If you placed someone in a small vessel off the coast of Hawaii and asked them what their most pressing safety concerns might be if something were to go wrong, a number of things could come to mind. One concern might be that ocean current could take a vessel thousands of miles out to sea before the next landfall in the event of an engine failure or navigational error. Another might be that if the boat were to sink, some of the marine life indigenous to the region include tiger sharks the size of a compact car.
In terms of safety concerns, lava might not be something high up on this list of woes for someone who isn’t familiar with the dynamic volcanic geology of the Hawaiian Islands. But it was in fact lava that became the very safety hazard at the heart of an incident in July 2018 involving a tour boat in Kapaho Bay, Hawaii. Close to two dozen passengers were injured by flying volcanic debris. This included a large “lava bomb” that passed through the canopy of the tour boat as effortlessly as a 16-inch shell plunging through a 2-inch armored deck.
The projectiles were the result of hot lava from Kilauea Volcano hitting the relatively cooler water of the Pacific Ocean, resulting in the explosive reaction. The dangers of such a setting, with its molten lava and cocktail of gases, bring us to the legal element of notice. This business of notice is a central issue in many maritime lawsuits, as well as non-maritime lawsuits for that matter. In a nutshell, “notice” basically comes down to whether the alleged wrongdoer knew about the condition at the heart of a lawsuit.
In the aftermath of the tour boat lava incident, some passengers initiated legal actions. Lawsuits of this type generally involve the legal theory of negligence. That means plaintiffs argue that a wrongdoer owed them certain duty, based on a given standard of care. Plaintiffs typically assert that such duty was breached, and as a result, they sustained injuries. This theory loosely equates to the more familiar household term we call “carelessness.”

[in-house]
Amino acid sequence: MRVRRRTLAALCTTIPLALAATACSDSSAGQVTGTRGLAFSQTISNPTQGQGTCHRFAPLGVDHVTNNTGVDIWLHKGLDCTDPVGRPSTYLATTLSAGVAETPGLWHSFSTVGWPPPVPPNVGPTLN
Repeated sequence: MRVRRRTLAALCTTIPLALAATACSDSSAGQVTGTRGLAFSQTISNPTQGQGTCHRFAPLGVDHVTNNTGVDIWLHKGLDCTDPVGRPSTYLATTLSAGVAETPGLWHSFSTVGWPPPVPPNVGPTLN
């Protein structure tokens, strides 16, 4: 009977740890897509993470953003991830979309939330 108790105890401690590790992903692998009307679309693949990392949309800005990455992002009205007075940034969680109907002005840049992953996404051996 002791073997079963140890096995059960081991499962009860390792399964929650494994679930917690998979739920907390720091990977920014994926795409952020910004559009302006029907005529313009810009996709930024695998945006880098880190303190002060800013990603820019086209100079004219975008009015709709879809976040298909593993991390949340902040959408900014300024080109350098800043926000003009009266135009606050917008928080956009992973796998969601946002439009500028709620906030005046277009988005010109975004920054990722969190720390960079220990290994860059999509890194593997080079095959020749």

In these types of lawsuits, establishing negligence could hinge upon how much knowledge, or “notice,” one had about a given risk. In the case at hand, one of the elements the court could look at is earlier warnings and notices issued by the U.S Coast Guard in Hawaii.
In 2017, the Coast Guard had established a temporary safety zone for navigable waters surrounding the area where Kilauea Volcano’s lava entered the Pacific Ocean. This safety zone was to cover waters extending 300 meters in all directions. Together with this zone, the Coast Guard also warned that lava entering the ocean could generate explosions of debris that included volcanic glass fragments, particles, steam, and hydrochloric acid fragments (U.S.C.G. 14th District).
In general, the introduction of the element of notice in a lawsuit serves to establish that a wrongdoer knew, or should have known, about a condition that posed a hazard to people, whether they were visitors to a store or passengers aboard a ship.
On large ships, the issue of notice can arise when it comes to passengers being injured in falls resulting from spilled liquids, debris on the deck, torn carpets, peeling floor tiles, or other defects. A fundamental question that comes up in these cases is whether the vessel owner was aware of the conditions.
The element of notice is something of a two-edged sword in the realm of litigation. A plaintiff could argue that a defendant knew about a condition, or should have known. At the same time, if defendants are able to offer cogent arguments that they were not aware, that could provide a significant defense.
This business of knowing about a hazard is well entrenched in the law. On a larger scale, think of some of the class action lawsuits dealing with industrial hazards. What is often argued in those lawsuits is whether a company knew about the risks of a product or substance to which its workers or the public was exposed. In the grand scheme of things, the issue of notice might not seem like the biggest issue in the courtroom. But it has been a pivotal factor in some of the largest lawsuits out there.